An Emperor penguin dives through a hole into the water below the McMurdo Sound sea ice.
A braying Magellanic penguin from the colony at Punta Tombo, Argentina.
At Jerry Kooyman and Paul Ponganis' field camp at Cape Washington, Antarctica, curious emperor penguins approach.
A male penguins' voice reveals how good a dad he will be, a new study suggests. Here, Adelie penguins breed and raise their chicks in large groups.
Penguins are usually associated with Antarctica, but they also live in temperate areas of South America, New Zealand and Australia.
A newly hatched chinstrap penguin at Moody Gardens aquarium in Texas.
A flock of gentoo penguins at the Tennessee Aquarium in Chattanooga puts on a show. At heights of almost 3 feet (1 meter), gentoos are the third-largest penguin species in the world. Gentoos build nests out of round, smooth stones, which are highly prized by females. To curry favor with a potential mate, male gentoos sometimes present "gifts" of these coveted rocks.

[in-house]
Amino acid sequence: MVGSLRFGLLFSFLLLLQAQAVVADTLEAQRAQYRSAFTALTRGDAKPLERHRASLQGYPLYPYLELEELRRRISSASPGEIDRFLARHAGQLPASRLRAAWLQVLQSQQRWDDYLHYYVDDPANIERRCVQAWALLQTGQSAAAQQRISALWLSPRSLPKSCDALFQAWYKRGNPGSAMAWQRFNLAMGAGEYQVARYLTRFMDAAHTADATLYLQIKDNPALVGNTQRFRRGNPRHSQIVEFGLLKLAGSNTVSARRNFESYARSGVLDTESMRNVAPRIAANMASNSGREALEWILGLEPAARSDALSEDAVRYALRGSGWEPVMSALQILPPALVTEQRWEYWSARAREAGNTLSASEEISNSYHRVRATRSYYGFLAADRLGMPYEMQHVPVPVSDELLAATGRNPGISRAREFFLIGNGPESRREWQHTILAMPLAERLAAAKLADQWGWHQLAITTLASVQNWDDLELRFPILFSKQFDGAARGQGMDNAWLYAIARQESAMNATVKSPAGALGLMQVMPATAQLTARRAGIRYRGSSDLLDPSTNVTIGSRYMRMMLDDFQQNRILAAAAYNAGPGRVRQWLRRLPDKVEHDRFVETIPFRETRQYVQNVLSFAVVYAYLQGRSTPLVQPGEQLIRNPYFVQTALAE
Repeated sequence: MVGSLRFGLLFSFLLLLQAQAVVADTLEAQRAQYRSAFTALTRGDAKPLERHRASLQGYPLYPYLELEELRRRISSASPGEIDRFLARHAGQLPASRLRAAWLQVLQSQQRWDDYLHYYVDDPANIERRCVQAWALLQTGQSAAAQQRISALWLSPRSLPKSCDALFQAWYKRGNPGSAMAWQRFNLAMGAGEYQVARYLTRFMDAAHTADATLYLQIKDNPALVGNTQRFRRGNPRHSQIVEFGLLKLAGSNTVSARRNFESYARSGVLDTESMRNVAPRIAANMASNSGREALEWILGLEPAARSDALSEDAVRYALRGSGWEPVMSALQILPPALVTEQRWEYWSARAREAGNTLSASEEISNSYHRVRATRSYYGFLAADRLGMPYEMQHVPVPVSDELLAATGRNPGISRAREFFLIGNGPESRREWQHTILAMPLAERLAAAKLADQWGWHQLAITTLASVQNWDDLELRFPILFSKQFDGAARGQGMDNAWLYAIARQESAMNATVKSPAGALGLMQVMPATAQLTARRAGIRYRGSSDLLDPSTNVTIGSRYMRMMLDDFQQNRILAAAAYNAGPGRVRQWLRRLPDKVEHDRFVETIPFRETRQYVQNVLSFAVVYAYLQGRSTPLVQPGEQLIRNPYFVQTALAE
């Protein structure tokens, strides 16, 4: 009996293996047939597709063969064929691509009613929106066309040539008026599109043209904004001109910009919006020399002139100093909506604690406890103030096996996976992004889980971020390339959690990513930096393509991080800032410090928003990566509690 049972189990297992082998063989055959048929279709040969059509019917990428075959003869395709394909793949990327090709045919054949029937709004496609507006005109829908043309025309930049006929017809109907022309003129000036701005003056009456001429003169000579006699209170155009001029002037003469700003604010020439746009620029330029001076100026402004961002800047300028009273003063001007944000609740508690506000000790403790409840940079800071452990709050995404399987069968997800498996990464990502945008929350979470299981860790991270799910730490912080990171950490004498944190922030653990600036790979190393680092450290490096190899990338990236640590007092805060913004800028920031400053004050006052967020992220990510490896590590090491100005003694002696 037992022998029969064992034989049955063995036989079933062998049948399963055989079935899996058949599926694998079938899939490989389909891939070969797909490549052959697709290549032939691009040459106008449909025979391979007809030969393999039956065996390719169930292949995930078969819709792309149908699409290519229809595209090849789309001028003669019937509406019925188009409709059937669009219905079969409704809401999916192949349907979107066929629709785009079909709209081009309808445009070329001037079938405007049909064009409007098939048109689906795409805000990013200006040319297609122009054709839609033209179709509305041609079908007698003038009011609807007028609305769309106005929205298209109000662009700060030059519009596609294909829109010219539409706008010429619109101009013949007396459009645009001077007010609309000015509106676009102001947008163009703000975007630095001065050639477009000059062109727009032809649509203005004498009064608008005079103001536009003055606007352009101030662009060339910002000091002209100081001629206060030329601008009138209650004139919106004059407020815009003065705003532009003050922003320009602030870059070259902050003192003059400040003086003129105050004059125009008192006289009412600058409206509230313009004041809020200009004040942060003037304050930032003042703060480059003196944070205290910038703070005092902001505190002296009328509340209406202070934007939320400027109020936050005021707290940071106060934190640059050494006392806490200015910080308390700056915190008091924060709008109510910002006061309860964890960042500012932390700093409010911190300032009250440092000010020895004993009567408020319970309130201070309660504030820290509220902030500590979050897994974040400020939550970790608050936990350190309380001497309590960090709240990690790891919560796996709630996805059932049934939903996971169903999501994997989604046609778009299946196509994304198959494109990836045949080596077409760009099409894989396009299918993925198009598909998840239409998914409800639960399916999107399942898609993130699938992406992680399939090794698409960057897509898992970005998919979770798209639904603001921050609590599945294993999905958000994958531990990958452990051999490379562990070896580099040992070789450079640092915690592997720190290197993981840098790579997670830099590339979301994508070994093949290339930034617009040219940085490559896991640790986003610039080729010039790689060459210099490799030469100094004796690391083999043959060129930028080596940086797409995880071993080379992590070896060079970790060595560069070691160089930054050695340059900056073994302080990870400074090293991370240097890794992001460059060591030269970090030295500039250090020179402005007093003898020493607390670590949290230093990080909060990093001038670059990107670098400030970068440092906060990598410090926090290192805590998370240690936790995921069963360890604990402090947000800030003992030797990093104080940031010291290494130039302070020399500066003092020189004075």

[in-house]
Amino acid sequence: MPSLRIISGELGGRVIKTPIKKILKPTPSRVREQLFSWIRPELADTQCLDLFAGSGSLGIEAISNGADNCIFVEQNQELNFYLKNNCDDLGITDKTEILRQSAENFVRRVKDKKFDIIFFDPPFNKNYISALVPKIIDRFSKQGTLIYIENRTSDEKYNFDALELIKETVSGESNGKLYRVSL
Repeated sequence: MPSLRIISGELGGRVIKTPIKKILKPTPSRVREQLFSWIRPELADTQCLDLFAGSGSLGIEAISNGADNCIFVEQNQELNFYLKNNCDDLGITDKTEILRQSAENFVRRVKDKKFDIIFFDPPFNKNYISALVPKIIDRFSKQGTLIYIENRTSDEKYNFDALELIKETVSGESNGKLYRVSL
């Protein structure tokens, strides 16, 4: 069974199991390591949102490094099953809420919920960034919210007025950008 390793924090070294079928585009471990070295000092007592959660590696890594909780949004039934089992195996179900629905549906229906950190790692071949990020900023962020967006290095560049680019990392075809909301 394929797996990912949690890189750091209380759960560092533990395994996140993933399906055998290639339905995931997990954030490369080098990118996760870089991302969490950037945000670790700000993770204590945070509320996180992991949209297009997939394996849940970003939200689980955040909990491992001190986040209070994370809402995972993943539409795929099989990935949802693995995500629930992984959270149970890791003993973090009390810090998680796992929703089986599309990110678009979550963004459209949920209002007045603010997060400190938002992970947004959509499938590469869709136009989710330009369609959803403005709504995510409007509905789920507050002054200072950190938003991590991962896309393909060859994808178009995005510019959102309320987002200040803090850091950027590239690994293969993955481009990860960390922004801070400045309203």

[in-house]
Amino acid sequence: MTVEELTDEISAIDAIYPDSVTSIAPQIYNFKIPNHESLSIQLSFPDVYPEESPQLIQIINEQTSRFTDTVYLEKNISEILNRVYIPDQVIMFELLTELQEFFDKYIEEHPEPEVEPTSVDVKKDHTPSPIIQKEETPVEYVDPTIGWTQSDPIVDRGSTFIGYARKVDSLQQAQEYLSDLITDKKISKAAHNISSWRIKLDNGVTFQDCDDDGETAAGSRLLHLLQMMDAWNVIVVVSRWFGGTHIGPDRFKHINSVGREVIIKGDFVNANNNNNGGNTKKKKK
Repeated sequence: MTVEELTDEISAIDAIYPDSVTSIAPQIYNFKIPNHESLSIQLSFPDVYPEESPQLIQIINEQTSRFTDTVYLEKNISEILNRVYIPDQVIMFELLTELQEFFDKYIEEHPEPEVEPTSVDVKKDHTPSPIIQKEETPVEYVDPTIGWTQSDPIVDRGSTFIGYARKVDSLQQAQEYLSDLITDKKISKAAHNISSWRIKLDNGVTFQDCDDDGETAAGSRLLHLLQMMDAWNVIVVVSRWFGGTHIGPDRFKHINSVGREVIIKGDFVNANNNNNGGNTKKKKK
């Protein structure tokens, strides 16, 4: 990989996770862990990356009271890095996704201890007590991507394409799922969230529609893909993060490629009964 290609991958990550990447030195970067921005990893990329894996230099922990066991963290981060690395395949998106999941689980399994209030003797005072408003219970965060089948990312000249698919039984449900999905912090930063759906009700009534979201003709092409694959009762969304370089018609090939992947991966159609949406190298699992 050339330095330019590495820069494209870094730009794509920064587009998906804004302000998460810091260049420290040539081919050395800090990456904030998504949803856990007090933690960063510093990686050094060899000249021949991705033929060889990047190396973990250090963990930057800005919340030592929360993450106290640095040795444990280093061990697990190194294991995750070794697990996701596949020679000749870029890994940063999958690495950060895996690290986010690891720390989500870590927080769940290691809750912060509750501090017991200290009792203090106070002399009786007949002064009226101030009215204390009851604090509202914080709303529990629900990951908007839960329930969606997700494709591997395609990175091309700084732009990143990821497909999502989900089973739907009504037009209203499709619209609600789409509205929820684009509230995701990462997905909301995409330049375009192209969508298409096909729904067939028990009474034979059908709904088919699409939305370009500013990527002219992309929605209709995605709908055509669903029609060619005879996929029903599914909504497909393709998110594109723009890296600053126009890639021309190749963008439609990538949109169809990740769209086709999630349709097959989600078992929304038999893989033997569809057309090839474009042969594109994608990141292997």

Emperor penguins are the largest and tallest living penguin species.
Emperor penguin jumping out of an ice hole.
Emperor Penguins in the ice.
African penguins take a sidewalk stroll. These two-foot-tall birds are also known as "jackass penguins" because of their loud, donkey-like calls. They nest in burrows along southern Africa's coastal waters, laying two eggs that are cared for by both mom and dad. One major African penguin colony is right near Cape Town, South Africa, at Boulders Beach. There, penguins rub elbows with tourists and swimmers.
Three gentoo penguins line up at Gamage Point, Antarctica. Gentoos stand about 22 inches (56 centimeters) tall and weigh about 12 pounds (6 kilograms). Adults are marked by a white strip spanning the top of the head like a bonnet, but babies are grey-and-white balls of fuzz.
An emperor penguin incubates an egg.